Because all systems are built on assumptions and beliefs are derived from them, our task is to examine the truth of both basic and the contingent beliefs as they relate to each other and to our world. People are in pursuit of a system that is consistent with itself and our experience. I believe that Christianity holds its own. The accusation that Christianity argues from a priori is misleading if the accuser fails to admit that they have their own basic beliefs. Christians believe that God created our world; he ordered it and gave us minds to study what has been made. In that statement alone we have grounds for inductive and deductive reasoning, the study of order installed by a Creator.

Aristotle’s Unmoved Mover and the Argument for God’s Existence

Turtles all the way downThere is a famous anecdote, retold by Stephen Hawking, about a scientist who was accosted by an old lady after delivering a lecture on how the planets orbit the sun, as our sun orbits the centre of our galaxy. She told him his lecture was utter rubbish for the earth is, in actual fact, flat and supported by the back of a giant tortoise. He replied by asking what the tortoise might be standing on, to which the lady retorted: “very clever young man, but it’s tortoises all the way down!”

The significance of this story to a post on Aristotle is not that he was potentially one of the first men to argue for a spherical earth as opposed to a flat plate; it is that the anecdote rushed to my mind when we studied Aristotle’s Unmoved Mover, or final cause, in Philosophy at college. Aristotle came to the conclusion that there must be some cause outside of our world, otherwise nothing would ever happen. Later, theologians such as Thomas Aquinas repacked Aristotle’s Unmoved Mover as the First Mover, and channelled his philosophy into an argument for the existence of God. Whether or not this is a valid argument for the existence for God is not really my interest. Richard Dawkins has shown that the argument relies on a regress to which God must be invoked to terminate, but this assumes that God himself is immune to the regress.

William BlakeMy interest in Aristotle is the sometimes difficult and gnawing question Christians are asked or ponder. What was before God? What made him? Aristotle’s answer: besides this Unmoved Mover there is and can be no cause, no teleological purpose and therefore nothing at all. But the question still begs: where do we locate the beginning? Aquinas thought that we must look beyond the infinite regress to the First Mover, while Dawkins shows that an infinite regress is intellectually plausible. Only, Aristotle was not thinking about a beginning in history, he was merely explaining change. So there is a warning here against imposing modern frameworks on ancient philosophy. Aristotle was not trying to find God; the result of his philosophy of causation was something that was later called ‘Aristotle’s god’. But apart from being like the God of Bible in matters of first, or primary, cause, Aristotle’s Unmoved Mover is merely explained change in the world; creation was not in Aristotle’s mind. Aristotle held that this Unmoved Mover knew nothing of this world, it had to be utterly transcendent otherwise it would be affected by our world’s cause. Instead of focusing on the beginning, wherever that might be, Aristotle sought the teleological purpose to which every object moved. Coming back to questions I sometimes find myself asking: Aristotle does not provide us with the answer, he never intended to.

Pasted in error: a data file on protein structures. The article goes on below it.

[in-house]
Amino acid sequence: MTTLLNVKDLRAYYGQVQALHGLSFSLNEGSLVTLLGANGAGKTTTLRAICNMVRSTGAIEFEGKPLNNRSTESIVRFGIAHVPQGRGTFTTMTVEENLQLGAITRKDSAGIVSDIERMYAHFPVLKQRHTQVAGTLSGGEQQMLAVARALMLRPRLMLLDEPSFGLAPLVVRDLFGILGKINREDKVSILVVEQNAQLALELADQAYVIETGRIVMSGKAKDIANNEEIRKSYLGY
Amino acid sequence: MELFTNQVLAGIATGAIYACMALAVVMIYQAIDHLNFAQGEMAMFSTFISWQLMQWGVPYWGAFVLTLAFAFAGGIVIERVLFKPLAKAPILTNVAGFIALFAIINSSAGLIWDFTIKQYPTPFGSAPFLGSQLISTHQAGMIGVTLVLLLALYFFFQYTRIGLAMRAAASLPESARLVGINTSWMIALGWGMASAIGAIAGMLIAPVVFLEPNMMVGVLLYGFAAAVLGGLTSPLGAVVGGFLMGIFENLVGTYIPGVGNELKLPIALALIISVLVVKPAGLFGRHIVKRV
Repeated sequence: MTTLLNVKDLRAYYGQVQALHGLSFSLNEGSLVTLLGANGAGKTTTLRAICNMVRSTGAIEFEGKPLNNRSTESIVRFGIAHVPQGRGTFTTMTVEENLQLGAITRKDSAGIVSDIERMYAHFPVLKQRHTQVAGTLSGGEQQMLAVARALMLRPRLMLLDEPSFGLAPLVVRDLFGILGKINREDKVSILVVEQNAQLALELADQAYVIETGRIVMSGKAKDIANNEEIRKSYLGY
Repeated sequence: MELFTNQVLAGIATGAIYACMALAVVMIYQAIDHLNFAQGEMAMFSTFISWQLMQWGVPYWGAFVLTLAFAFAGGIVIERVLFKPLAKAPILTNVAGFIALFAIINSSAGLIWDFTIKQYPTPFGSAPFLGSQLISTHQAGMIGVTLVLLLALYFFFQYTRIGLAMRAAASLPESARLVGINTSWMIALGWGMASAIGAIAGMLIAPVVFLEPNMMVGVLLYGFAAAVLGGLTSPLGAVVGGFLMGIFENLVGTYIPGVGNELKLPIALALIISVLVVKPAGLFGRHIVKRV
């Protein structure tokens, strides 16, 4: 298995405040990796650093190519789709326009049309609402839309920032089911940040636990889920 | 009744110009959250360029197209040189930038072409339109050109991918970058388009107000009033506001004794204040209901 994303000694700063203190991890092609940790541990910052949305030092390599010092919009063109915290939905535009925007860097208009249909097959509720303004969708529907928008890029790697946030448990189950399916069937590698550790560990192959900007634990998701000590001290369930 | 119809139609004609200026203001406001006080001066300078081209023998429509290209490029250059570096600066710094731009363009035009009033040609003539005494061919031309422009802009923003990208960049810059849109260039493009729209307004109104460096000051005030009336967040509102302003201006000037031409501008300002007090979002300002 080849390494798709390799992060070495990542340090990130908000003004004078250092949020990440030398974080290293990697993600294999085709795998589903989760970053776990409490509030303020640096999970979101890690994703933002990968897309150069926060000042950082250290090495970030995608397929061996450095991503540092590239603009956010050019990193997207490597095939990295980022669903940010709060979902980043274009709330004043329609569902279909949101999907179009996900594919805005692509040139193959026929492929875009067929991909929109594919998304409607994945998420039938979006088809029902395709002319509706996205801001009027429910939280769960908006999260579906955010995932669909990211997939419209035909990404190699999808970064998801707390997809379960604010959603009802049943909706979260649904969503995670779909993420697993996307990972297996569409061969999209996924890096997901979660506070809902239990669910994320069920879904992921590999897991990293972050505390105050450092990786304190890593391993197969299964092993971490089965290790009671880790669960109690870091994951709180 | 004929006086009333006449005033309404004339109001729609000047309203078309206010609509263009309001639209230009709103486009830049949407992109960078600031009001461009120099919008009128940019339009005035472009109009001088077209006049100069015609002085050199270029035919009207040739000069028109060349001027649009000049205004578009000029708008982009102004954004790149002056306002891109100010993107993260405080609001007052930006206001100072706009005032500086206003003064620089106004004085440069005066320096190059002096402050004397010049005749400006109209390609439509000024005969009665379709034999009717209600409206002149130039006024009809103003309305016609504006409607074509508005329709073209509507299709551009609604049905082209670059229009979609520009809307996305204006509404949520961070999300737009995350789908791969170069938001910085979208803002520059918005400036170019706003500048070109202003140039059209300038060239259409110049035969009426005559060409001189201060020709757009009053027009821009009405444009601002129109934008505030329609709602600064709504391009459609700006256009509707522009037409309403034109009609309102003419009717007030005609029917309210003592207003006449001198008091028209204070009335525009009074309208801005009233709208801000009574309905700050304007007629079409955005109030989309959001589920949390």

Word became fleshI will wrap up this post with a contrast between the Unmoved Mover and the God of the Bible; a contrast between cause and revelation. Dawkins, of all people, helpfully reminds us that even if God is the terminator of the regress that does not mean we can ascribe properties that are normally considered godlike, such as omniscience, goodness, creativity in design, answering prayers, forgiving sins, and so on (p101, The God Delusion). He is right, and Aristotle would have agreed with a hearty “amen”. If this is the god that we believe in then we are limited to speak of it in negative terms, describing what it is not like. However, Christians believe in revelation. The LORD shows us what he is like and addresses humans personally. God loves, cares, cries and despairs. We are able to speak in positives when describing what our God is like, for God has spoken to us in human language. In addition to God speaking to us in our language, he met us as one of us: the Lord Jesus Christ.  What happened at the incarnation was an almost complete reversal of the trend in history to project human attributes onto the concept of ‘god’. When Christ takes on flesh we see all of God in a man, which explains why he was a man unlike any other in history. Going beyond our language, the Son took on our form and came to earth that we might know God, see the Father. God is not only personal; he is a person, in every sense of the word (and more).